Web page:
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The Value of a Sellability Score

by Basil Peters on January 28, 2013 · 2 comments

The Sellability Score was created by my friend John Warrillow who also wrote Built to Sell. If you are thinking about selling your business now, or at some point in the future, the Sellability Score will be valuable to you.

A Sellability Score is an external, unbiased evaluation of your business’s worth on the open market, calculated by grading your company against eight key factors. These factors include:

Financial Performance – Gauging a business’s profitability is perhaps the most well-known valuation method. Basing a sale price off of an evaluation of financial performance alone, however, can be a risky approach for both parties.

Growth Potential – Like every great investment, businesses are not bought for what they are, but for what they can be. Realistic growth projections are essential for setting a sale price.

The Switzerland Factor – Over-reliance on one or a few clients, suppliers, and employees can negatively affect a business’s perceived ability to adapt to change.

The Valuation Teeter-Totter – The relationship between a business’s revenue and expenditures can be best understood through an analysis of the business’s cash flow cycle. There’s a big difference between trying to sell a business with a negative cash flow and a company with overflowing revenue.

The Hierarchy of Recurring Revenue – The degree to which a business’s revenue is recurring directly correlates to the business’s likelihood of sustained stability. A high degree of recurring revenue is an attractive attribute for a business to possess, though it is not a factor for all business models.

Monopoly Control – Businesses with highly differentiated products and services enjoy the luxury of not having to rely on pricing to remain competitive, and are thus, very desirable acquisitions.

Customer Satisfaction – Tracking and gauging the level of your customers’ satisfaction is a good policy under any circumstance, but can be an especially important as a selling point. Businesses with a large base of satisfied clientele are more likely to benefit from referrals and repeat business.

Hub & Spoke – Businesses that are overly reliant on the stewardship or talents of its owners can be viewed as a risky acquisition. The degree to which a business can successfully undergo an ownership transition has a significant impact on sale price and to whom you should be marketing your business.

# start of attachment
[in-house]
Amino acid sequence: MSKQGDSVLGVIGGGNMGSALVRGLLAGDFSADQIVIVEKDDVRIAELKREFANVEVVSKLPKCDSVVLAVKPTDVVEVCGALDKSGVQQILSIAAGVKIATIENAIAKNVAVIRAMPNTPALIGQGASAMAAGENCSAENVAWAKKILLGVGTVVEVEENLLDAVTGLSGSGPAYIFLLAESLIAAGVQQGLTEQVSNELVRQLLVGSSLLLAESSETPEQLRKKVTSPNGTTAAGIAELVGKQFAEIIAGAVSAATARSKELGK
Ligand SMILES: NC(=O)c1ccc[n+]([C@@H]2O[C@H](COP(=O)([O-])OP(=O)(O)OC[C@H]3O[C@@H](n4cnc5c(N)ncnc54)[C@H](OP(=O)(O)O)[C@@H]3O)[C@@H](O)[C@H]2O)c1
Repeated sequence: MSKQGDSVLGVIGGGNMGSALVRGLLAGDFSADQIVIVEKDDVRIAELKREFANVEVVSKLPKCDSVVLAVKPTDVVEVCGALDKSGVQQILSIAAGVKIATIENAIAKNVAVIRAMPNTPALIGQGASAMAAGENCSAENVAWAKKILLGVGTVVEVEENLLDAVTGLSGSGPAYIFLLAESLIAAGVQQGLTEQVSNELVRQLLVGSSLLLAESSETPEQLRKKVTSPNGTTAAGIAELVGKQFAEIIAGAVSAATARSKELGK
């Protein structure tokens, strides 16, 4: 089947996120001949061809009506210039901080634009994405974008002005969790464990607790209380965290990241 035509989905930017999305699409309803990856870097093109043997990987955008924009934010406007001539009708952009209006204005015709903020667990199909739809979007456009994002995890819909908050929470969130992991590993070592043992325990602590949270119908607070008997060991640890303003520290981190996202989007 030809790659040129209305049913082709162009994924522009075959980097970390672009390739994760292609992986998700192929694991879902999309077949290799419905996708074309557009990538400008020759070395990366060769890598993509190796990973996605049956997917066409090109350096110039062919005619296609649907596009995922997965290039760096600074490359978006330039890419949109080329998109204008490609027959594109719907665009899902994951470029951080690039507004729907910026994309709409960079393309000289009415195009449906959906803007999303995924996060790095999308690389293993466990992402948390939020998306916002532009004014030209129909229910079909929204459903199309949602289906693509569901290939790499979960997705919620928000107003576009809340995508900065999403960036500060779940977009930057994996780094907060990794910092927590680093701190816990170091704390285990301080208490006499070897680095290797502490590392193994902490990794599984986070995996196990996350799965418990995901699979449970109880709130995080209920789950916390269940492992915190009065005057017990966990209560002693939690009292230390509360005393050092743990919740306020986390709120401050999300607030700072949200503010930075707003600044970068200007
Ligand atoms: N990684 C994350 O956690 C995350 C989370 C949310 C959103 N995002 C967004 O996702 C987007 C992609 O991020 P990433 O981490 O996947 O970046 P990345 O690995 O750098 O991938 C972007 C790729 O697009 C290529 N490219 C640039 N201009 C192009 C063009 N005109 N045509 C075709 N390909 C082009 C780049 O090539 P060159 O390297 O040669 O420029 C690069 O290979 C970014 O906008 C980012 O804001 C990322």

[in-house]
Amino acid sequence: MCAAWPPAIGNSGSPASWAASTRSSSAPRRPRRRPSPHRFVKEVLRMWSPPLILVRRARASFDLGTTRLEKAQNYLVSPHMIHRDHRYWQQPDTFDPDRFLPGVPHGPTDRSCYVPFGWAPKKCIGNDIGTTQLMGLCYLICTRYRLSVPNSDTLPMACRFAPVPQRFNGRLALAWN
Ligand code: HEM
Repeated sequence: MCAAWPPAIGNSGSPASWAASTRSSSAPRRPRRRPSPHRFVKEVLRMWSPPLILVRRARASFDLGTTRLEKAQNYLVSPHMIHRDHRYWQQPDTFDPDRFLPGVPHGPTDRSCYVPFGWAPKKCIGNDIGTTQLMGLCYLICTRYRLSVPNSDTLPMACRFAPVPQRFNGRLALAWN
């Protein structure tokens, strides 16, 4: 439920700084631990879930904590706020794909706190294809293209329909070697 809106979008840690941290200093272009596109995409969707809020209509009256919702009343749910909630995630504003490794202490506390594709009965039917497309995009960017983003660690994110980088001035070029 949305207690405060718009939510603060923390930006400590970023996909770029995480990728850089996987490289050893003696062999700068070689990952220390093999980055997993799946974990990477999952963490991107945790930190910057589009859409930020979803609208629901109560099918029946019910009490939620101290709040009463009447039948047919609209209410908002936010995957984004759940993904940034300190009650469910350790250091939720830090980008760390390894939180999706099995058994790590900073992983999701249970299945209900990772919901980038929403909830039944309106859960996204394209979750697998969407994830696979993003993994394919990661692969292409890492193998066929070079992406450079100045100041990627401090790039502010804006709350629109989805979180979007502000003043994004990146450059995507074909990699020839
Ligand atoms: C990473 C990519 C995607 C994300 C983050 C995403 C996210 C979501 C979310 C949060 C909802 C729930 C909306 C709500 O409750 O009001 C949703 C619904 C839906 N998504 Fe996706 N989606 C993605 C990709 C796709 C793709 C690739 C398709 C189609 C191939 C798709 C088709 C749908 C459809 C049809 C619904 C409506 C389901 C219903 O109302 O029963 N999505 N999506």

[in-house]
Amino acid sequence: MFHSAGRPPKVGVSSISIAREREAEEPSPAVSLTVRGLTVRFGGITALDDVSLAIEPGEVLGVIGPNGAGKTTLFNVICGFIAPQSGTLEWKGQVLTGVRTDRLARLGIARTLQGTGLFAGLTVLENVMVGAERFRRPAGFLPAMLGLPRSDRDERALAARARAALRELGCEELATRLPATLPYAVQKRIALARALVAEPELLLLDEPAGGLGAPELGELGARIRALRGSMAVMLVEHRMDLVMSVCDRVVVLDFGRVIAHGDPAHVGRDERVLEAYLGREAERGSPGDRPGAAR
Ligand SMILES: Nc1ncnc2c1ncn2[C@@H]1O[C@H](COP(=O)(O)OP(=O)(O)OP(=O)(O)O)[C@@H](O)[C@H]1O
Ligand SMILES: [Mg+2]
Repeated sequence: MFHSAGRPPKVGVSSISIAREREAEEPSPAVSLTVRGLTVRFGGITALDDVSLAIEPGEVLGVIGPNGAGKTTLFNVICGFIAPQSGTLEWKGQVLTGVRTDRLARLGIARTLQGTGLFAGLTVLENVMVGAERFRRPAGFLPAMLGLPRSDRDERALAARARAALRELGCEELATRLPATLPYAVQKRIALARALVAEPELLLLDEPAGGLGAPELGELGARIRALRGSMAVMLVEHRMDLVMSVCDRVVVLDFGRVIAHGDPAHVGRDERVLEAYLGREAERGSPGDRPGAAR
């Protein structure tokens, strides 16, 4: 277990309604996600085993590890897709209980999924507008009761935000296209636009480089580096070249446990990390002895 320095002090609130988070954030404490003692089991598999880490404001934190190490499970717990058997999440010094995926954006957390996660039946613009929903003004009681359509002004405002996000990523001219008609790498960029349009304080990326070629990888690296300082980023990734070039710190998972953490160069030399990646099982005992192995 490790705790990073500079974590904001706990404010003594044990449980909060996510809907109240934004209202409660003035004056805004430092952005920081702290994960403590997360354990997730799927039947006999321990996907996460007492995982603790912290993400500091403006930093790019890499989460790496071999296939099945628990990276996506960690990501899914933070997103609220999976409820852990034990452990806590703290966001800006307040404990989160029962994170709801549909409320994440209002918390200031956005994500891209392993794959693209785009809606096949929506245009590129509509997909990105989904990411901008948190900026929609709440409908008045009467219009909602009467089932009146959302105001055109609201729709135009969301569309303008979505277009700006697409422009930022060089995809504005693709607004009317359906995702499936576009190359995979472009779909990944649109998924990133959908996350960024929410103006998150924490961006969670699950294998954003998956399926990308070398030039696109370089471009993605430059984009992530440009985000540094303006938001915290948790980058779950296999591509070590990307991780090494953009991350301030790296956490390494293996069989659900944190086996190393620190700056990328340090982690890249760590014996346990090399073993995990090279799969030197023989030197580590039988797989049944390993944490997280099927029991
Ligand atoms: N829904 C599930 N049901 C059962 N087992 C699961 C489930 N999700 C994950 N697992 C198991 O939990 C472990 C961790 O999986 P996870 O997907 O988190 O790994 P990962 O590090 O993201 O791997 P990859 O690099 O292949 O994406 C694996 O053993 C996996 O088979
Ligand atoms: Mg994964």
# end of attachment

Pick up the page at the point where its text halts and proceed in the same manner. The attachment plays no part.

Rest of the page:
A Sellability Score will let you know exactly where your business falls on each of these scales, as well as its overall “sellability” as an acquisition. Even if you’re not planning a sale in the foreseeable future, the insight garnered from a Sellability Score can help you identify and isolate weaknesses in your business model, better preparing you to successfully negotiate an optimum price when the time comes.

Get your Sellability Score here (it’s free). You will receive a 26 page report on the sellability of your business. I’d also appreciate hearing your comments on the Sellability Score as a comment below or by contacting me directly. Thanks.

{ 2 comments… read them below or add one }

Mike McLean February 6, 2013 at 9:57 am

Hi Basil

Great article. Has definitely got me thinking. I was recently brought in to a rapidly growing company to take it to the proverbial “next level”, acheive some financial goals they have defined, and ultimately sell the business. Probably a 5 year time frame is the assumption. Naively, I had thought/hoped that I could work hard at the growing-the-business part and the other stuff would take care of itself. This article, and other articles on your website, has opened my eyes to the fact that this is, at best, an approach that will not maximize value and is more likely an approach that will fail completely.

Regards,

Mike

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Basil Peters February 16, 2013 at 11:15 am

Hi Mike,

I’m glad that my content has been helpful in developing your exit strategy. Sounds like you are heading in the right direction now.

Please let me know if I can provide some specific help with your exit strategy, plan or execution.

All the best,

Basil

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